JA phytohormone signaling. Two proteins which also showed increased expression in egg induced elms are patatin like protein and heat shock protein 81. Patatin proteins are related to the major storage protein known from potato tubers and have the enzymatic activity of phospholipases and re lease fatty acids from membrane lipids. These proteins have been identified in many plant species and were shown to be involved inter alia in pathogen triggered cell death and to be induced by wound stimuli. They might also be associated with the herbivore induced defense pathway via the mobilization of lino lenic acid from the cell membrane, which activates the octadecanoid pathway and finally leads to the synthesis Brefeldin_A of JA and other oxylipins.

HSPs meanwhile, are molecular chaperones which can modulate the folding of a variety of other specific target proteins involved, for in stance, in cell cycle control and signal transduction. HSP 81 belongs to the HSP 90 family of stress proteins, which are known to influence several resistance gene signaling pathways, the inhibition of which lead to decreased resistance to pathogens and increased resist ance to insect herbivores. Thus, a suite of defense response genes, that work together to protect the plant from insect attack appears to be coordinately activated by egg laying on elm. Transcripts of jasmonic acid biosynthesis genes are present in high abundance JA has been determined to be an integral part of the plant signal transduction pathway, which leads to the ac tivation of direct and indirect defenses against herbivor ous insects.

Decreased resistance to herbivores and enhanced egg laying activity has been observed in tomato mutants with impaired JA biosyn thesis. Moreover, transcriptome analyses using microarrays indicated that a large portion of herbivory induced responses are mediated through the JA pathway. In egg induced elms, we found high levels of tran scripts of genes encoding key enzymes involved in the biosynthesis of JA including lipoxygenase and allene oxide synthase. Our findings support the expected in volvement of the octadecanoid signal transduction path way in egg induced plant defense, as the treatment of elms with MeJA leads to the release of volatiles that are attractive to egg parasitoids. Genes involved in JA bio synthesis were also upregulated after pierid eggs laying on A. thaliana.

However, we also found enhanced transcript abundances after egg laying in comparison to the other treatments for jasmonate ZIM domain pro teins, which are known to repress JA responsive genes. Auxin might be another phytohormone involved in elm responses to eggs, and transcripts of both positive and negative regulators of auxin signal transduction, an auxin receptor and an auxin repressed protein, were also found. After JA treatment of poplar, down regulation of genes involved in auxin signaling was observed. Auxin interferes with JA and SA signaling, and the negative regulation of auxin is supposed to mediate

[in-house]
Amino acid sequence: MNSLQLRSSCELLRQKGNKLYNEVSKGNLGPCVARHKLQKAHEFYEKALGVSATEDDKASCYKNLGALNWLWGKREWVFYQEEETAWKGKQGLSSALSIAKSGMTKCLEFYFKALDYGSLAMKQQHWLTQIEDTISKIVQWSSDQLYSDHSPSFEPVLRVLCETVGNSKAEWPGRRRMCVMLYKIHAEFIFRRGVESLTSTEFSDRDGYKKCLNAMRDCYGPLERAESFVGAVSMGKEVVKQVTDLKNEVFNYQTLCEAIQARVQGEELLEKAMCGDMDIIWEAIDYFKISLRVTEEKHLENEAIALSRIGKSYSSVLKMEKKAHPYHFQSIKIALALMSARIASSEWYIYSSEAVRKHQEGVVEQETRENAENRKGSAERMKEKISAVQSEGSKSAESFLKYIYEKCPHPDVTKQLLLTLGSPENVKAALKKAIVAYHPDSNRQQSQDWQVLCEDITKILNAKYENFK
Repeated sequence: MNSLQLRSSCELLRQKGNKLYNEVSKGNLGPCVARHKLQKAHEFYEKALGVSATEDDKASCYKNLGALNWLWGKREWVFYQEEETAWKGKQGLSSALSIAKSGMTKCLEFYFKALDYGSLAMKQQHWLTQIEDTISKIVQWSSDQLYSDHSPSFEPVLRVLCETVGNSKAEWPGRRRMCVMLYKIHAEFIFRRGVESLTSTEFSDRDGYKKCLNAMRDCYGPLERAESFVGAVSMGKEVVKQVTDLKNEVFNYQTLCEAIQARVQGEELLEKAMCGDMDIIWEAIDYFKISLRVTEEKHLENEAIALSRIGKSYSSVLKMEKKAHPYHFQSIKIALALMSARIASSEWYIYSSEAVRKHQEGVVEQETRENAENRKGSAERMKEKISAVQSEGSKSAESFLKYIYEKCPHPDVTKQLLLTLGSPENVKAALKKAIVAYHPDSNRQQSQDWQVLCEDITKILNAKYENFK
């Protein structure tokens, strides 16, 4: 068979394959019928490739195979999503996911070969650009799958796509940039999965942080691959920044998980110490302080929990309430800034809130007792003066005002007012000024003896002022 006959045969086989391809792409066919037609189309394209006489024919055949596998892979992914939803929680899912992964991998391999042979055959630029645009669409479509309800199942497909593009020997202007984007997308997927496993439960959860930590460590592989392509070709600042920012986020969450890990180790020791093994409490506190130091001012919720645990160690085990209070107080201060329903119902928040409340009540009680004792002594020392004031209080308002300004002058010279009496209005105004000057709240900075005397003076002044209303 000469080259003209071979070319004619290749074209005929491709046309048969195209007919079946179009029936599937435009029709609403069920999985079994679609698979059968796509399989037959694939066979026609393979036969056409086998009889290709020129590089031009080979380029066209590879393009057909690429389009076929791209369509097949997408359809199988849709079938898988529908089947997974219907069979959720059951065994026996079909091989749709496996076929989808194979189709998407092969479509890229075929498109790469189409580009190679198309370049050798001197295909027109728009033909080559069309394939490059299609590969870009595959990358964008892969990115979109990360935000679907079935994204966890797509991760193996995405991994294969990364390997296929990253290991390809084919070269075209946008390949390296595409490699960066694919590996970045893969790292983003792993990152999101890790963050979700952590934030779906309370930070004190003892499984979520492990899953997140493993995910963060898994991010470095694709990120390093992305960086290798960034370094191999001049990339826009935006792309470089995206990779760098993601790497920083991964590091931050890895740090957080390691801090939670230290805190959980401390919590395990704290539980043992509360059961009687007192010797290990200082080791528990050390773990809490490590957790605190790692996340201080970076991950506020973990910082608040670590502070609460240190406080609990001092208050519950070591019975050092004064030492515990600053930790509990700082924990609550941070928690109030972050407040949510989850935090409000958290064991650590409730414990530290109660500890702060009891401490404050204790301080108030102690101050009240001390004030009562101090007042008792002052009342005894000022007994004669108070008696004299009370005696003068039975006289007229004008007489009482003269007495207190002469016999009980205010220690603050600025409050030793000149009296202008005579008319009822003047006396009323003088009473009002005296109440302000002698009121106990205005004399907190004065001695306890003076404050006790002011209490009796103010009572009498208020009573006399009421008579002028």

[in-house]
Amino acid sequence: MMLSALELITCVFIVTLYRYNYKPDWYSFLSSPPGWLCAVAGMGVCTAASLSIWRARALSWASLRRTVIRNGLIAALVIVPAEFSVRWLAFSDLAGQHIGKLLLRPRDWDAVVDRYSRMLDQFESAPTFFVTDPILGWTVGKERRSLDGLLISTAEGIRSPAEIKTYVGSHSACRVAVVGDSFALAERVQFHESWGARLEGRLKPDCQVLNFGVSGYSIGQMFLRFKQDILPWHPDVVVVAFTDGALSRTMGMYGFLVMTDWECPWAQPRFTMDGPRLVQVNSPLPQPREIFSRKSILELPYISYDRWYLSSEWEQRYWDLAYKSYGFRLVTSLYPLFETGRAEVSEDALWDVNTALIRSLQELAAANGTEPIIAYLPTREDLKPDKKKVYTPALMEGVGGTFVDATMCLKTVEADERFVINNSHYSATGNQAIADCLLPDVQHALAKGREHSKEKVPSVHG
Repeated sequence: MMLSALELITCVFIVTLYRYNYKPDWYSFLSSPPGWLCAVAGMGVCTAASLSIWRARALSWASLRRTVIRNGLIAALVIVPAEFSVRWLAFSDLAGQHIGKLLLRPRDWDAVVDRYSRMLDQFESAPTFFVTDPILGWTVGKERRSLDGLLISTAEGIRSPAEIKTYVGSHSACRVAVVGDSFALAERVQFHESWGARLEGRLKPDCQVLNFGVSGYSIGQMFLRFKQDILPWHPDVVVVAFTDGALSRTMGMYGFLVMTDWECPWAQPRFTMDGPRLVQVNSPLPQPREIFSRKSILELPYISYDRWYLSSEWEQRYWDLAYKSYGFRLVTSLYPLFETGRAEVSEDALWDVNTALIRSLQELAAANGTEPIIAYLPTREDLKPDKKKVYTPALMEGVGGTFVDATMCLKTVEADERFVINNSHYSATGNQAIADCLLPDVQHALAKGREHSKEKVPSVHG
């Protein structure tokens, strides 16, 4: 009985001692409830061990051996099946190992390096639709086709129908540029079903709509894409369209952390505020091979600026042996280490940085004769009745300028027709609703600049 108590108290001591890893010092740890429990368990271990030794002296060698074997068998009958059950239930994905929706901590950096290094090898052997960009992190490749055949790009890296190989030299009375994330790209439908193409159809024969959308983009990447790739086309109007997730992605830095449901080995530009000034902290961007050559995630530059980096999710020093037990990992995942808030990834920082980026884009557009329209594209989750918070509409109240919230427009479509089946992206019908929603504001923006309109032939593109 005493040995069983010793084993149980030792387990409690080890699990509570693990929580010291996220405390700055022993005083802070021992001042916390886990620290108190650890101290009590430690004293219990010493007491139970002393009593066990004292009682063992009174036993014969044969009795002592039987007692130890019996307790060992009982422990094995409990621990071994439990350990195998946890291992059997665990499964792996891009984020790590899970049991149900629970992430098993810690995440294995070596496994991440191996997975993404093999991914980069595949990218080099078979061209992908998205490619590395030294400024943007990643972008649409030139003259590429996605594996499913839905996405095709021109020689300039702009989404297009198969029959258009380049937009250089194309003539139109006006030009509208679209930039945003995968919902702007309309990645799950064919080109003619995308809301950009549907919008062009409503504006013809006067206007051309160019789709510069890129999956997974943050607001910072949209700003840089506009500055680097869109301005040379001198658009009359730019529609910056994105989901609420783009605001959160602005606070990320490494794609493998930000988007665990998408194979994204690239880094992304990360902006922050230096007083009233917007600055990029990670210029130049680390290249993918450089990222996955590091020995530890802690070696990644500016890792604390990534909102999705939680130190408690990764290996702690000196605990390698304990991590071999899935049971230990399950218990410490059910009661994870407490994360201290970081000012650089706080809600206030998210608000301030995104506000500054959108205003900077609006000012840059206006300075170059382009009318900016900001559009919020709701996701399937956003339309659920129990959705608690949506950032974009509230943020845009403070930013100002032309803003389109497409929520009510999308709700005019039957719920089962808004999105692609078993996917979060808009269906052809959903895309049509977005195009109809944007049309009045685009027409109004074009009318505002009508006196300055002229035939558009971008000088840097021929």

hest value and was in a similar range as the curcuma DMSO e trac

hest value and was in a similar range as the curcuma DMSO e tract. Changes in gene e pression with curcumin Based on the above mentioned findings, curcumin was investigated at different concentrations in more detail at the 6 hour time point. Treat ment with curcumin caused a significant reduction of MMP1 and MMP3 at 10 uM and 20 uM. For MMP13, all concentrations of curcumin caused a significant reduction. E pression of IL 1B and IL 6 was significantly inhibited at both, 10 uM and 20 uM, while the lowest Analysis of NF ��B Immunoblotting of p65 in nuclear e tracts of untreated, IL 1B treated and IL 1B curcumin treated cells revealed that IL 1B treatment caused nuclear translocation of p65 after 60 min. However, compared to IL 1B stimulated samples, curcumin treatment did not reduce levels of the target protein in nuclear e tracts.

Using the NF ��B p65 transcription factor assay, we provide further evidence that IL 1B strongly induced NF ��B DNA bind ing, while cur cumin was not able to reduce levels after IL 1B stimulation. Internal assay controls ensured valid ity of the test. concentration caused a slight increase of IL 6. IL 8 e pression was Batimastat also decreased at 20 uM. In con trast, TNF e pression was significantly increased at all three curcumin concentrations, with the most prominent effects at 20 uM. Furthermore, TNF e pression was also increased upon curcumin treatment alone, while all other target genes remained unaltered under these conditions. TLR2 e pression was sig nificantly reduced with each concentration. For summarized values see Additional file 4 Table S4.

Analysis of MAP kinases Effects of curcumin on MAP kinase activity were investi gated by detection of levels of phosphorylated and unphosporylated p38, ERK and JNK using immunoblotting technique of whole cell e tracts. Results demonstrate that IL 1B treat ment increased levels of phosporylated p38, ERK and JNK after 15 min, which is indicative of activation of these MAP kinases. Treatment with curcumin reduced activity of JNK compared to IL 1B treatment, but further increased levels of p ERK and p p38 compared to IL 1B treatment. Levels of unphosporylated p38, ERK and JNK were similar in all groups. Equal protein loading was confirmed by tubulin detection. Discussion Changes in gene e pression Curcuma is not only an ancient spice, but also a trad itional remedy that has been used in Indian and Chinese medicine to treat indigestion and many other medical issues.